Posted by Kate Demmerling

Posted 24 February, 2021 After Work, OBI BLOG, Uncategorised

The ability to stay connected in numerous senses has dramatically changed over the past eleven months due to government restrictions and multiple lockdowns. Although staying home protects everyone’s physical health, having little to no physical contact with those outside of our home can be detrimental to our mental wellbeing. The pandemic has adversely impacted the ability to connect to family, friends, colleagues, and clients.

OBI’s staying connected series focuses on the power of staying connected and the positive experiences some of our team have experienced over the past year.

Series 1 -The power of workplace connections
By Kate Demmerling who is part of our Workplace Consultancy team

Connection in the workplace has always been more than simply being connected through the use of technology. Connection has a deeper meaning which refers to the emotional connections between colleagues and where a company operates as a ‘family’. It is about relating to people, Ideas, objects, perspectives, backgrounds, and values. If people can relate emotionally to each other, this creates a foundation for deeper connection.

The pandemic has put a huge strain on all aspects of our lives, but in particular we are being deprived socially. Previously the office acted as a social hub where social interaction was guaranteed, however now many businesses are dealing with a distributed workforce, where it is crucial to establish connections amongst employees to maintain that positive culture and community. Being a part of a community helps us feel connected to something larger than ourselves. We feel a sense of belonging which in turn leads us to feel committed to our work and the company we are a part of. Not only does a sense of community add value to our lives, but we are also more productive and accountable. Those who feel isolated are likely to be less committed to their work and the wider business.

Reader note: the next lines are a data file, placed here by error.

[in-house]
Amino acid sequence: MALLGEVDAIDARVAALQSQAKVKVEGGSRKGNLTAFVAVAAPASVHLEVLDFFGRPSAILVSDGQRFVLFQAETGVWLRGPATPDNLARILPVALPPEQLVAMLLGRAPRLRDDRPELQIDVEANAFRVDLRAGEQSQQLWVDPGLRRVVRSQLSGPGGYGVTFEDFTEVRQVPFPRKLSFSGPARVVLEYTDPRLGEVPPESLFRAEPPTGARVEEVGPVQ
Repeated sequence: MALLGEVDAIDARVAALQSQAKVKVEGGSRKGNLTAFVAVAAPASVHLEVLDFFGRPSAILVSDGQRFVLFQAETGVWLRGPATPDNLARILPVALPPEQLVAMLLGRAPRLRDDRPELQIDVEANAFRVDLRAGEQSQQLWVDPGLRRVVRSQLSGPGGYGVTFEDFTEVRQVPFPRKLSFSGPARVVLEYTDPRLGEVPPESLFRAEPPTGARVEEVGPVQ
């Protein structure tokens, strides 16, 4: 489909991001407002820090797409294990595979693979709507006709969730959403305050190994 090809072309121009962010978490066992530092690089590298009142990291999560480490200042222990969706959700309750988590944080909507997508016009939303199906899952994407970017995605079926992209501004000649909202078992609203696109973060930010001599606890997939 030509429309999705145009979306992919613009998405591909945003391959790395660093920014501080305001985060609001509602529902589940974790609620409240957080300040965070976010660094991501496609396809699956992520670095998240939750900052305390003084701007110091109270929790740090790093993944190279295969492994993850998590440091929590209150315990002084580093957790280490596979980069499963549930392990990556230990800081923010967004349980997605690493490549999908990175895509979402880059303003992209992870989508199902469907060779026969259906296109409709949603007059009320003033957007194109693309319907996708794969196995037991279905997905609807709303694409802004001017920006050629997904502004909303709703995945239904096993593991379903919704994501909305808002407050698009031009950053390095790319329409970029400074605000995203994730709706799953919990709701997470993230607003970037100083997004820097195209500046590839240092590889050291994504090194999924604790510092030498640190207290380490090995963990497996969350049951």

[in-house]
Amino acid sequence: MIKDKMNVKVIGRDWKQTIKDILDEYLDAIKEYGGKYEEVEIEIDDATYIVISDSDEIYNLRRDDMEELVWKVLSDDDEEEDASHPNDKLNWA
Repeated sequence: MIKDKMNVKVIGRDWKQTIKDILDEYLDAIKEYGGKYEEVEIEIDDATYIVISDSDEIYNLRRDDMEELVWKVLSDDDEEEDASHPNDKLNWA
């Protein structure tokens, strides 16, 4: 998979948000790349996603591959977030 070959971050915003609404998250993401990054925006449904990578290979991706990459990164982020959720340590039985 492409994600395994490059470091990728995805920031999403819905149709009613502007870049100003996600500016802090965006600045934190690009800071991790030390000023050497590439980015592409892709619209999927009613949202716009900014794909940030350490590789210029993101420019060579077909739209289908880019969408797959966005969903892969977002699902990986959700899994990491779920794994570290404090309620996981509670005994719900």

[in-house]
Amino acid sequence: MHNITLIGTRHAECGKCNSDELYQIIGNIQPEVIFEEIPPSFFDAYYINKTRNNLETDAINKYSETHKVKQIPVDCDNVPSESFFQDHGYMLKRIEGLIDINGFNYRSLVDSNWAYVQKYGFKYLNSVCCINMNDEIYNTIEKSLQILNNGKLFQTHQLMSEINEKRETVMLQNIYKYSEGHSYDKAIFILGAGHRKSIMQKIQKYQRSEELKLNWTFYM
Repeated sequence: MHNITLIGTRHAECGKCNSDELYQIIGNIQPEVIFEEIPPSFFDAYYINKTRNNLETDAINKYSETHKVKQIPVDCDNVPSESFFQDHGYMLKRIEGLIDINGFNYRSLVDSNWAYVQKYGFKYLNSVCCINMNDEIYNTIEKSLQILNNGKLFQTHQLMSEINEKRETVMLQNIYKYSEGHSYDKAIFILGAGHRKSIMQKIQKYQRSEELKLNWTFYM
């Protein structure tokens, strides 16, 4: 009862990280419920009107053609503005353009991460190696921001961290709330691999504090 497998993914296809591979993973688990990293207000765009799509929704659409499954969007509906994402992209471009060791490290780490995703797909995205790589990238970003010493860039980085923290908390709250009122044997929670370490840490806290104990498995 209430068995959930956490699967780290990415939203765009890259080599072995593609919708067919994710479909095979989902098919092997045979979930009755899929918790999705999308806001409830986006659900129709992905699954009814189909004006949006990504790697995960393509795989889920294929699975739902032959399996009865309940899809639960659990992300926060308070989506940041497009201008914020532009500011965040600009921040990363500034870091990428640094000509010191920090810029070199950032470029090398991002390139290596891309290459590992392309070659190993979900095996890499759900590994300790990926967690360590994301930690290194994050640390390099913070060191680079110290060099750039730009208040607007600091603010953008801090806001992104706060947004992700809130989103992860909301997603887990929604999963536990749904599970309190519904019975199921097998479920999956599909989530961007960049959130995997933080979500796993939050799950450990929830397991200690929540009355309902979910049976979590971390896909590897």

The physical workplace plays a key role in facilitating connection. Being within proximity to colleagues enables ease of collaboration and impromptu conversation. Humans are social creatures and it’s these ‘in-person’ conversations that are still relevant and critical to combat workplace loneliness and increase engagement. Whilst the open plan office can be great for such interactions, it is important to recognise that individuals have different workstyles and personalities. The office design should reflect these needs and provide a variety of spaces, private and open for employees to use, helping them feel comfortable in the workplace. It is also important to remember that whilst technology can be an aid to communication it should not be used as a constant crutch and completely replace face-to-face interaction.

Being connected is far more than just being connected in a technological way. Being able to relate to our colleagues helps us to feel connected. It is important to maintain these connections with colleagues helping individuals feel a part of a community and nurturing a positive company culture. As we look to the future and moving away from solely working from home it is important to remember the office as a hub for collaboration and a place where we can feel connected to our colleagues. These tough times we are experiencing, have allowed us to appreciate the connections that we have and develop deeper compassion for our colleagues, ultimately strengthening the company culture.